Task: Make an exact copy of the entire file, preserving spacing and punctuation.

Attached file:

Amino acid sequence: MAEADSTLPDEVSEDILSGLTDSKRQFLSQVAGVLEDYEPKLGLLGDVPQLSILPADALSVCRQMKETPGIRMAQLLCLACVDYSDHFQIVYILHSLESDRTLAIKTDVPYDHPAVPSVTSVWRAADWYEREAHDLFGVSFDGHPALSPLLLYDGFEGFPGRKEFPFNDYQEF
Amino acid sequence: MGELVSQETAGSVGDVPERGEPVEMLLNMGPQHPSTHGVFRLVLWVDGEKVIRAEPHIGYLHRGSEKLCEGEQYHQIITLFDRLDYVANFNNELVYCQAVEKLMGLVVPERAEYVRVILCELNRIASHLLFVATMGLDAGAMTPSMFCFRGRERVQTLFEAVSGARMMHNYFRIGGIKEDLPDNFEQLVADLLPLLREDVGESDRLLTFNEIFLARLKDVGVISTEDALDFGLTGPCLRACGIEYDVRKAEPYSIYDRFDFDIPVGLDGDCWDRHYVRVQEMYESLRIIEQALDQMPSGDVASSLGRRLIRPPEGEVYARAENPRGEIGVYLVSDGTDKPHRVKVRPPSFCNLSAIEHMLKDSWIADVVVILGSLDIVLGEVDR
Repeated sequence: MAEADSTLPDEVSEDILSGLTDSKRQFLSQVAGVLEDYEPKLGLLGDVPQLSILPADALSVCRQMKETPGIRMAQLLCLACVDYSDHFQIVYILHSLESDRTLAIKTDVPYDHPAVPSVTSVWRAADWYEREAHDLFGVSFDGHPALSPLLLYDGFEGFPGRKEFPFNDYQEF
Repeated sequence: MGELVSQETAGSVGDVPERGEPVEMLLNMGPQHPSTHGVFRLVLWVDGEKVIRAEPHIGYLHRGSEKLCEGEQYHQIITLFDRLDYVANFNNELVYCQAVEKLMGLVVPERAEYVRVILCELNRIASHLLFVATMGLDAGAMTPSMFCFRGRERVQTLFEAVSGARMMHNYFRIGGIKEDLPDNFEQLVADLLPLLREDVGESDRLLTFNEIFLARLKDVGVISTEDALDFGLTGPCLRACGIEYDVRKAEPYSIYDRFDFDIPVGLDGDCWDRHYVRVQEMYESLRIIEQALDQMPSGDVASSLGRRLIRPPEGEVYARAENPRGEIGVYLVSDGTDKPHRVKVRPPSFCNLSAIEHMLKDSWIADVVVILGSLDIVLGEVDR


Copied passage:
Amino acid sequence: MAEADSTLPDEVSEDILSGLTDSKRQFLSQVAGVLEDYEPKLGLLGDVPQLSILPADALSVCRQMKETPGIRMAQLLCLACVDYSDHFQIVYILHSLESDRTLAIKTDVPYDHPAVPSVTSVWRAADWYEREAHDLFGVSFDGHPALSPLLLYDGFEGFPGRKEFPFNDYQEF
Amino acid sequence: MGELVSQETAGSVGDVPERGEPVEMLLNMGPQHPSTHGVFRLVLWVDGEKVIRAEPHIGYLHRGSEKLCEGEQYHQIITLFDRLDYVANFNNELVYCQAVEKLMGLVVPERAEYVRVILCELNRIASHLLFVATMGLDAGAMTPSMFCFRGRERVQTLFEAVSGARMMHNYFRIGGIKEDLPDNFEQLVADLLPLLREDVGESDRLLTFNEIFLARLKDVGVISTEDALDFGLTGPCLRACGIEYDVRKAEPYSIYDRFDFDIPVGLDGDCWDRHYVRVQEMYESLRIIEQALDQMPSGDVASSLGRRLIRPPEGEVYARAENPRGEIGVYLVSDGTDKPHRVKVRPPSFCNLSAIEHMLKDSWIADVVVILGSLDIVLGEVDR
Repeated sequence: MAEADSTLPDEVSEDILSGLTDSKRQFLSQVAGVLEDYEPKLGLLGDVPQLSILPADALSVCRQMKETPGIRMAQLLCLACVDYSDHFQIVYILHSLESDRTLAIKTDVPYDHPAVPSVTSVWRAADWYEREAHDLFGVSFDGHPALSPLLLYDGFEGFPGRKEFPFNDYQEF
Repeated sequence: MGELVSQETAGSVGDVPERGEPVEMLLNMGPQHPSTHGVFRLVLWVDGEKVIRAEPHIGYLHRGSEKLCEGEQYHQIITLFDRLDYVANFNNELVYCQAVEKLMGLVVPERAEYVRVILCELNRIASHLLFVATMGLDAGAMTPSMFCFRGRERVQTLFEAVSGARMMHNYFRIGGIKEDLPDNFEQLVADLLPLLREDVGESDRLLTFNEIFLARLKDVGVISTEDALDFGLTGPCLRACGIEYDVRKAEPYSIYDRFDFDIPVGLDGDCWDRHYVRVQEMYESLRIIEQALDQMPSGDVASSLGRRLIRPPEGEVYARAENPRGEIGVYLVSDGTDKPHRVKVRPPSFCNLSAIEHMLKDSWIADVVVILGSLDIVLGEVDR